The months that followed were the greatest ones in both Kamile’s and Lukas’ lives. They had very little in common, which made them perfect for each other. They didn’t really become a couple until Lukas realized that she was the most beautiful person he had met in the world, and when Kamile realized that she was utterly and totally intoxicated in inspiration whenever she was with Lukas.
There was however, one thing that they did not agree on, and one thing that worried me incredibly. It is the reason I stayed, because I couldn’t afford to have another nightmare.
Every night, Lukas would stare at the main doors of the school. They were always locked at nights, but he had often fantasized of what it would mean to escape them, and just leave. The security guard was perpetually asleep, and at nights, when there was literally no way of escaping, he would simply slump in his chair and sleep.
Kamile was always a little scared of how violently Lukas disliked his school and even more so when he spoke of escaping. She knew that the complications that would arise from running away would be far more difficult than the possible joys it could bring if they did manage to.
And then one day, Fate presented Lukas with an opportunity like no other. She whispered in his ear seductively, and led him to the door. He realized that he could feel a drought, and in amazement, found it to be open. All he had to do was leave, leave through that glorious open door, and he’d find himself no longer waiting for any fantastical adventures because he’d be in one.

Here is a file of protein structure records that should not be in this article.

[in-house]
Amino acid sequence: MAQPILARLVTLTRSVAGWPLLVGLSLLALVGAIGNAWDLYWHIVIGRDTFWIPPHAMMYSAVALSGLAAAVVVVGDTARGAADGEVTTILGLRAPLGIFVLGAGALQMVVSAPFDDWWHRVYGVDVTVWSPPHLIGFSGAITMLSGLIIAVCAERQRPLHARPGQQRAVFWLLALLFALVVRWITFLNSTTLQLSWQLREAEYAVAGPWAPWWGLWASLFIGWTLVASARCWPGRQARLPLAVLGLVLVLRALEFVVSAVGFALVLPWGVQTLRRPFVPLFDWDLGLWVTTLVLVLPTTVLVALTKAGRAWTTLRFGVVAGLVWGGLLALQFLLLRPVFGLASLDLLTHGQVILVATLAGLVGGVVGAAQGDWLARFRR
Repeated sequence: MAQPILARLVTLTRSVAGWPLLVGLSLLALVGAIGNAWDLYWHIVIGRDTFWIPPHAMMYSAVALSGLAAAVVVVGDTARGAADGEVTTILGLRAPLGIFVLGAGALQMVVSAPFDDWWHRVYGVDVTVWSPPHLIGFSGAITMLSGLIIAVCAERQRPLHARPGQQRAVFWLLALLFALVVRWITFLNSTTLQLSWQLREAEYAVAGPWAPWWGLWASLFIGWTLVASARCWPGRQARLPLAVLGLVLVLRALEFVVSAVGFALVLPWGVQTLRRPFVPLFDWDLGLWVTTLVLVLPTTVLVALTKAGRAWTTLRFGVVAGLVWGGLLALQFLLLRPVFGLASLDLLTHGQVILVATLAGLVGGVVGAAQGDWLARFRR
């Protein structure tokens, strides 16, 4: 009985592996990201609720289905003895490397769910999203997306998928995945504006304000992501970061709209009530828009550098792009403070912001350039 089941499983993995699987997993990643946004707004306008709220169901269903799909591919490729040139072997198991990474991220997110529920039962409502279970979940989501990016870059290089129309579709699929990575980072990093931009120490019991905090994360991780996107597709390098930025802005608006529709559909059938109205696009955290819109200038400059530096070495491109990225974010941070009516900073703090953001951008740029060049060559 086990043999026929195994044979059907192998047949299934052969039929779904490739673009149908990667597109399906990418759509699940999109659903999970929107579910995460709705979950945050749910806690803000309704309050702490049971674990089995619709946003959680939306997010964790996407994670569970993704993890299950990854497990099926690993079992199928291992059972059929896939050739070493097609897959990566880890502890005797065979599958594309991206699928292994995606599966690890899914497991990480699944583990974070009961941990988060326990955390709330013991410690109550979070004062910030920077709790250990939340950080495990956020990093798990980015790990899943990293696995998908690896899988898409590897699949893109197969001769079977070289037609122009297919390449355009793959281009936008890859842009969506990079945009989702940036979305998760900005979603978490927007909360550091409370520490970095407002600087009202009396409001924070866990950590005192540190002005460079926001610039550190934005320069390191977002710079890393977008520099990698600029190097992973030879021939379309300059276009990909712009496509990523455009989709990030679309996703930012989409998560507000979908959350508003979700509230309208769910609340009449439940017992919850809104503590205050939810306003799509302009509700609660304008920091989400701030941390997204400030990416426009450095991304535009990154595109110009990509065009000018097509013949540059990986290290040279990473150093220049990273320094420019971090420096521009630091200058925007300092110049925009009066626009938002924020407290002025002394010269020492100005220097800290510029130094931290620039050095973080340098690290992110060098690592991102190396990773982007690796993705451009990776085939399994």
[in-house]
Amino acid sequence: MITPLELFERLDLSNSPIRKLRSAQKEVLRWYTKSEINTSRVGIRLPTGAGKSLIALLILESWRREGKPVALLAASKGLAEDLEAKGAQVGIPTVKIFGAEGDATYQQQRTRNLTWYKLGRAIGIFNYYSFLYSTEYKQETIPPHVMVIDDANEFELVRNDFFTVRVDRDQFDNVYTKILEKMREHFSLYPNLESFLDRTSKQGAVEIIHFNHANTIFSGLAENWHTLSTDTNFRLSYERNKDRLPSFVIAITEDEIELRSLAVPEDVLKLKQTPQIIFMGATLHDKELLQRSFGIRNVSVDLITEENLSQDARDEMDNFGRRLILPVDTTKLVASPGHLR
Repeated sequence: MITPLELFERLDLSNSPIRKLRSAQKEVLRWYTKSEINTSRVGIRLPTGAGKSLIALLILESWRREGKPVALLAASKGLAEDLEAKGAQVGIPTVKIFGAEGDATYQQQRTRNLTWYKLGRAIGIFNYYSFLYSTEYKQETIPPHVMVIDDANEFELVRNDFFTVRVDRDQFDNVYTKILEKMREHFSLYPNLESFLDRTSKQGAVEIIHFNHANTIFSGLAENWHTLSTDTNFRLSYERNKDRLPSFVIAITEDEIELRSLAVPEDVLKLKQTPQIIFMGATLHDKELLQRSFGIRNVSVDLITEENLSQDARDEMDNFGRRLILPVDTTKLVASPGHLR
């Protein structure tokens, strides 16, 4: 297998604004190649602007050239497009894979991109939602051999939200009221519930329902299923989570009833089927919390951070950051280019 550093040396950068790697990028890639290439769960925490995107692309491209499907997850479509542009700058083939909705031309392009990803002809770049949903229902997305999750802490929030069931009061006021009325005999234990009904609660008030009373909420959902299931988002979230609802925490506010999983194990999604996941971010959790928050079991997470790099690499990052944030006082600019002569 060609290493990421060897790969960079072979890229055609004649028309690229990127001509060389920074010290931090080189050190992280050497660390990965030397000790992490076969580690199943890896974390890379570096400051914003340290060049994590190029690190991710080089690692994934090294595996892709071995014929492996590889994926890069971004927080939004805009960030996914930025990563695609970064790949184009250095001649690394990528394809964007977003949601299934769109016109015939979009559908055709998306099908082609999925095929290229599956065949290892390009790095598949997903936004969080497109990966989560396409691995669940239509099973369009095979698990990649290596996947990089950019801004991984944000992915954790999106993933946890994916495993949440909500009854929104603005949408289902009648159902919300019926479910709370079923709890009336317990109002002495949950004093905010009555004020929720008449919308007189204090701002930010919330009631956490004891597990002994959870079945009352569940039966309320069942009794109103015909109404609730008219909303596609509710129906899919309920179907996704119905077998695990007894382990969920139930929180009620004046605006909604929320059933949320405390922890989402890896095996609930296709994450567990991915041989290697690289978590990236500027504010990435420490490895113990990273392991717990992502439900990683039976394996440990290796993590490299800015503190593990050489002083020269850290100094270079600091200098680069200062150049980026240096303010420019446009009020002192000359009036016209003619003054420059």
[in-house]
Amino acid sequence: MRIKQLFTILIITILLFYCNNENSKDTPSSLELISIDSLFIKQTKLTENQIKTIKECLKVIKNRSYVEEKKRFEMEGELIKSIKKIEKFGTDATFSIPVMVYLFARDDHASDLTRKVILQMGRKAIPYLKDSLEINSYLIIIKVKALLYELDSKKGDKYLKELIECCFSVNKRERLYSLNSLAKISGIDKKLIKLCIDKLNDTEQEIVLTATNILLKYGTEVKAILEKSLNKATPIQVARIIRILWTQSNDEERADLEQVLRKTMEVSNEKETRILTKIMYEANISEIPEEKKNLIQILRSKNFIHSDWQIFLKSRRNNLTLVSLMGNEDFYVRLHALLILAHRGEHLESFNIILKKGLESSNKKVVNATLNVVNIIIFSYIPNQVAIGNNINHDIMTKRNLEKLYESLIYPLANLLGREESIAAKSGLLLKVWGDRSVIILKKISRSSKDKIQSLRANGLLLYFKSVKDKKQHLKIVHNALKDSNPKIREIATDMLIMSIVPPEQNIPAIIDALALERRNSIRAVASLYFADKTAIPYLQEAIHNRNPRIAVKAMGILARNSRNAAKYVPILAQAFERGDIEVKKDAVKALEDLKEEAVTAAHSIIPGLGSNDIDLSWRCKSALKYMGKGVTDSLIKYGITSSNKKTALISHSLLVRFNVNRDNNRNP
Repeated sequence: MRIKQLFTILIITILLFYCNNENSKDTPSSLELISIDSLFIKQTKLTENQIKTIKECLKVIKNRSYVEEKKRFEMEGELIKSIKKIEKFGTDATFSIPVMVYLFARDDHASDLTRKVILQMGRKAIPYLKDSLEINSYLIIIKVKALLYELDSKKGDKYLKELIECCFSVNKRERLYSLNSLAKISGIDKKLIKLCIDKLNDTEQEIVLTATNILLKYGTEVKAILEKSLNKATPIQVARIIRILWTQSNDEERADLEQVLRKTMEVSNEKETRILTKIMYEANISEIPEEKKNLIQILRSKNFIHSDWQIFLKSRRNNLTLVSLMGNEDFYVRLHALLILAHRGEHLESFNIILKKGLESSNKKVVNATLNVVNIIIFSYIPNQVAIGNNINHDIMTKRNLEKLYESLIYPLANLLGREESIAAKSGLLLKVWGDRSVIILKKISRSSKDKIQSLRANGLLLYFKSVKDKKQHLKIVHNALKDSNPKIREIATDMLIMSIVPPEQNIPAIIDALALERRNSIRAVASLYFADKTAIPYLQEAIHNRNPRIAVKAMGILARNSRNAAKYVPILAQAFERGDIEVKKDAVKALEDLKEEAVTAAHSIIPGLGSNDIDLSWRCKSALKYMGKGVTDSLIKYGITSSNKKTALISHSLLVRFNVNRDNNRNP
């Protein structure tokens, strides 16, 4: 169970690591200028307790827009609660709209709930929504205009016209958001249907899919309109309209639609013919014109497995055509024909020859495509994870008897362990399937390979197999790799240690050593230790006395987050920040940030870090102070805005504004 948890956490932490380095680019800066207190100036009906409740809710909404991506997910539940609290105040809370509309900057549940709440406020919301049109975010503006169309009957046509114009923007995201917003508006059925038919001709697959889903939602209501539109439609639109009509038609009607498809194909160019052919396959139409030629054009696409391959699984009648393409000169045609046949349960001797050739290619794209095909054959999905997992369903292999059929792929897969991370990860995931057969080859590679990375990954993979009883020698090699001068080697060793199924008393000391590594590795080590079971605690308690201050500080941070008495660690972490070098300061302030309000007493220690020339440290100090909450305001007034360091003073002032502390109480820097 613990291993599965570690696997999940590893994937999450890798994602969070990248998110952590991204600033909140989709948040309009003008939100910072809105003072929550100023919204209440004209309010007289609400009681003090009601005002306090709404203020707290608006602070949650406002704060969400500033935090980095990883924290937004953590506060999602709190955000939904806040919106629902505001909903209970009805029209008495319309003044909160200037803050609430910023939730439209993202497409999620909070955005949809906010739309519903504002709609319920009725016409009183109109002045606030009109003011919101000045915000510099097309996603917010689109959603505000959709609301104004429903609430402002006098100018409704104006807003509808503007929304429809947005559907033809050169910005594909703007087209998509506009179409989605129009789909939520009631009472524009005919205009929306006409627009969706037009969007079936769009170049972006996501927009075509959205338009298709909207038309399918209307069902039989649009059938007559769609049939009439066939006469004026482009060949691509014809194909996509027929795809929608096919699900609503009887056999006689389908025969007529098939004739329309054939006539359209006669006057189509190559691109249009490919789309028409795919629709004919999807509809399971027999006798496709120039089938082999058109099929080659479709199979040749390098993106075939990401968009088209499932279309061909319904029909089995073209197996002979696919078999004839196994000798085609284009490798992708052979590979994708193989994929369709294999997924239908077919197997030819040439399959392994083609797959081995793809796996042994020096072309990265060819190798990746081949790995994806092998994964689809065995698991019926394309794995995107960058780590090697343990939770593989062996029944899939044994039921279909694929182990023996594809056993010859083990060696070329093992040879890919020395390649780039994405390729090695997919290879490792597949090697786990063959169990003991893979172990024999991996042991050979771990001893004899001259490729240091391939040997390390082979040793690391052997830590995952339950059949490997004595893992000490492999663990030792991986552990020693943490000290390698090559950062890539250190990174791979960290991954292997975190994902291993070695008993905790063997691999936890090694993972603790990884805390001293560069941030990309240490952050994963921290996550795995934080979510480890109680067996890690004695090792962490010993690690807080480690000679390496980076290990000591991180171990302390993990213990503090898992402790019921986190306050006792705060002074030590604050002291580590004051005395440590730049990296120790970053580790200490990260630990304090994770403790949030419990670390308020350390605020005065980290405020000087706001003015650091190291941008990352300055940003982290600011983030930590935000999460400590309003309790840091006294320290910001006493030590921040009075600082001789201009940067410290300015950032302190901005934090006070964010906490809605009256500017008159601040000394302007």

Here is what I hate most about humans- they do not know when they are happiest. They are constantly wishing for things they do not have, for the promise of happiness is greater to them than any present tangible form of it. It is this very despicable greed, however, that gave me my job.
The open door was a thing of beauty to Lukas. He looked at it and he saw all the fantastic possibilities unwinding before him, and just as he was about to make up his mind, he heard Kamile say ‘don’t leave’. By some inexplicable force of nature, Kamile had woken up and felt that something was wrong. She rushed to the door, felt that wretched drought, and saw Lukas.
‘I love you’.
This had always been an unspoken agreement, their love, and they had never said it out loud.
Something changed when she said that: she looked like she was glowing, and then, for a split second, she didn’t look like Kamile at all, but someone he had never met.
This often happens when worn out soul mates join for the first time. For just a split second, they change into their original carriers. Kamile saw a stranger as well. And suddenly, almost magically, the risk was worth it.
They ran together, out the open door.
As for me, well- I had a pleasant night’s sleep.